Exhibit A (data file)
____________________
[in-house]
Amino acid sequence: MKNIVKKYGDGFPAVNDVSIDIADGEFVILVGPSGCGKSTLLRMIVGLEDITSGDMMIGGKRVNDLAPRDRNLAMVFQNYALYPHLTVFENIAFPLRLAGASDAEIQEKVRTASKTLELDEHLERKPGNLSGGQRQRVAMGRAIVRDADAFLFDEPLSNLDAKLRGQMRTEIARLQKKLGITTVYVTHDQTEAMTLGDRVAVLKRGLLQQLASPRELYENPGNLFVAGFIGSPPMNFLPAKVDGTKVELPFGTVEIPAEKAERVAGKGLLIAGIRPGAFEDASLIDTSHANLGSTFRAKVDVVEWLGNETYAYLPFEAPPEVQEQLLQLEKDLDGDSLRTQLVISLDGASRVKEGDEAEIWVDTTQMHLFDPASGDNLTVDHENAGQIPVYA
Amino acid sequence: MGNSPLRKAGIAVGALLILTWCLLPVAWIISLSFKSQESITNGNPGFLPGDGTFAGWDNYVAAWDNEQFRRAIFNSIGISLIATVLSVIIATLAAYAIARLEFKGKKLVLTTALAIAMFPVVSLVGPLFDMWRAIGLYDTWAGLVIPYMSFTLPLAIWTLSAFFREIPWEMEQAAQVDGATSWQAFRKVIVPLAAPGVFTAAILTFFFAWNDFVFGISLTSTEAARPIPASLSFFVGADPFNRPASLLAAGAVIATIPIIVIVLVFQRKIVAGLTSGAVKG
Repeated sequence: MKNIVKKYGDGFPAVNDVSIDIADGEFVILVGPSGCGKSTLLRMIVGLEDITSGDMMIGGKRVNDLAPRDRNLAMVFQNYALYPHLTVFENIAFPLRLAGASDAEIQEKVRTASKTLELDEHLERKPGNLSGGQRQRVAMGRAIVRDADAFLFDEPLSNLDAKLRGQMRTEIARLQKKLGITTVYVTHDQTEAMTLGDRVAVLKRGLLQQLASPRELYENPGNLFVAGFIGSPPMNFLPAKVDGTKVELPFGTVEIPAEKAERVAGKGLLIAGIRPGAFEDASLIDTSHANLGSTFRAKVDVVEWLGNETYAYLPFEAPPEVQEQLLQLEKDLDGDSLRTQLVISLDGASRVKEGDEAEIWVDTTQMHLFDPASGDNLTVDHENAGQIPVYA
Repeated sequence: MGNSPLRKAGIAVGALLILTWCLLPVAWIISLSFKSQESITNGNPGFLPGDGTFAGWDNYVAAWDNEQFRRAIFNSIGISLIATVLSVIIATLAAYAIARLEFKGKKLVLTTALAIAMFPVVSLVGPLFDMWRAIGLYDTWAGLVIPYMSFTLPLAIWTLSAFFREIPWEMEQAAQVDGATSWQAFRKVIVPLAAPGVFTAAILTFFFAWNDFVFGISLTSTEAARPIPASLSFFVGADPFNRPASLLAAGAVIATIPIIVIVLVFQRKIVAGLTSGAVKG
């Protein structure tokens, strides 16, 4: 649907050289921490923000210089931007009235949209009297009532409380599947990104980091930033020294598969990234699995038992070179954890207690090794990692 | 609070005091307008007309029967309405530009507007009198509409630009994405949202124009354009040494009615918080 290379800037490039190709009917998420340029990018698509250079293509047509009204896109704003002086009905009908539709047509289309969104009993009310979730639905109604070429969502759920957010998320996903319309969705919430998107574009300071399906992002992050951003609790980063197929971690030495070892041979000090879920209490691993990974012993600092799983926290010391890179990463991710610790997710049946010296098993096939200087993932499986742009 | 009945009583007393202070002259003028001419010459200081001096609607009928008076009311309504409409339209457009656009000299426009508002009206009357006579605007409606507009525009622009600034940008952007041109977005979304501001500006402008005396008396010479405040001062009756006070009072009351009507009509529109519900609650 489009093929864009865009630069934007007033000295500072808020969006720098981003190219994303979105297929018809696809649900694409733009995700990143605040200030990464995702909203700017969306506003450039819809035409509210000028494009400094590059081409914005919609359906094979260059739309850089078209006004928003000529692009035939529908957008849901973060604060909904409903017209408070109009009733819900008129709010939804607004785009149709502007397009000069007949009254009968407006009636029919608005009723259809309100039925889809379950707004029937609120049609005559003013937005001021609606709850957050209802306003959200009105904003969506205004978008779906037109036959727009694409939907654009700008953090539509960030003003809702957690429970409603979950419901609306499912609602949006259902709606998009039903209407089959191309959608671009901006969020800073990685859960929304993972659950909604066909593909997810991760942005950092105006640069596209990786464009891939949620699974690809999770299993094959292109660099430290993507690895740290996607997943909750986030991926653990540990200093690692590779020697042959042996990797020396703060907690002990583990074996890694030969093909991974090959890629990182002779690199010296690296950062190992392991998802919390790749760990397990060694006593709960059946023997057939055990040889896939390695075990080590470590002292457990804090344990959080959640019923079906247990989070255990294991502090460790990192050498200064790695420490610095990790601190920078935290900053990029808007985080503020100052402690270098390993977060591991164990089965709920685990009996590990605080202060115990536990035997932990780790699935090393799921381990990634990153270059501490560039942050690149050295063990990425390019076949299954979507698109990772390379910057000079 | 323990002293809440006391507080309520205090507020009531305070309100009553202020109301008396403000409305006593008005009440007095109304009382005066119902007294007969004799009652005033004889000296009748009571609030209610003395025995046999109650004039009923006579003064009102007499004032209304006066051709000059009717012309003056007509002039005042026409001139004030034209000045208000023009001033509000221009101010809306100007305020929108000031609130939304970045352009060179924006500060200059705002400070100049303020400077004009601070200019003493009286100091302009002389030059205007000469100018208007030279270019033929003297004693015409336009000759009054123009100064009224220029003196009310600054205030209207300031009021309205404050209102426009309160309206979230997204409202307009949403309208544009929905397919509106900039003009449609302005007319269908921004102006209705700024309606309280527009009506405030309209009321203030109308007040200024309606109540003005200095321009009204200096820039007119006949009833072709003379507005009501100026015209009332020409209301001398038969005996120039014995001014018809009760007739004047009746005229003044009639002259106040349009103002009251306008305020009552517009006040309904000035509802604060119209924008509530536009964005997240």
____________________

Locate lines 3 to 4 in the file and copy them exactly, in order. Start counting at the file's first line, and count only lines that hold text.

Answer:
Amino acid sequence: MGNSPLRKAGIAVGALLILTWCLLPVAWIISLSFKSQESITNGNPGFLPGDGTFAGWDNYVAAWDNEQFRRAIFNSIGISLIATVLSVIIATLAAYAIARLEFKGKKLVLTTALAIAMFPVVSLVGPLFDMWRAIGLYDTWAGLVIPYMSFTLPLAIWTLSAFFREIPWEMEQAAQVDGATSWQAFRKVIVPLAAPGVFTAAILTFFFAWNDFVFGISLTSTEAARPIPASLSFFVGADPFNRPASLLAAGAVIATIPIIVIVLVFQRKIVAGLTSGAVKG
Repeated sequence: MKNIVKKYGDGFPAVNDVSIDIADGEFVILVGPSGCGKSTLLRMIVGLEDITSGDMMIGGKRVNDLAPRDRNLAMVFQNYALYPHLTVFENIAFPLRLAGASDAEIQEKVRTASKTLELDEHLERKPGNLSGGQRQRVAMGRAIVRDADAFLFDEPLSNLDAKLRGQMRTEIARLQKKLGITTVYVTHDQTEAMTLGDRVAVLKRGLLQQLASPRELYENPGNLFVAGFIGSPPMNFLPAKVDGTKVELPFGTVEIPAEKAERVAGKGLLIAGIRPGAFEDASLIDTSHANLGSTFRAKVDVVEWLGNETYAYLPFEAPPEVQEQLLQLEKDLDGDSLRTQLVISLDGASRVKEGDEAEIWVDTTQMHLFDPASGDNLTVDHENAGQIPVYA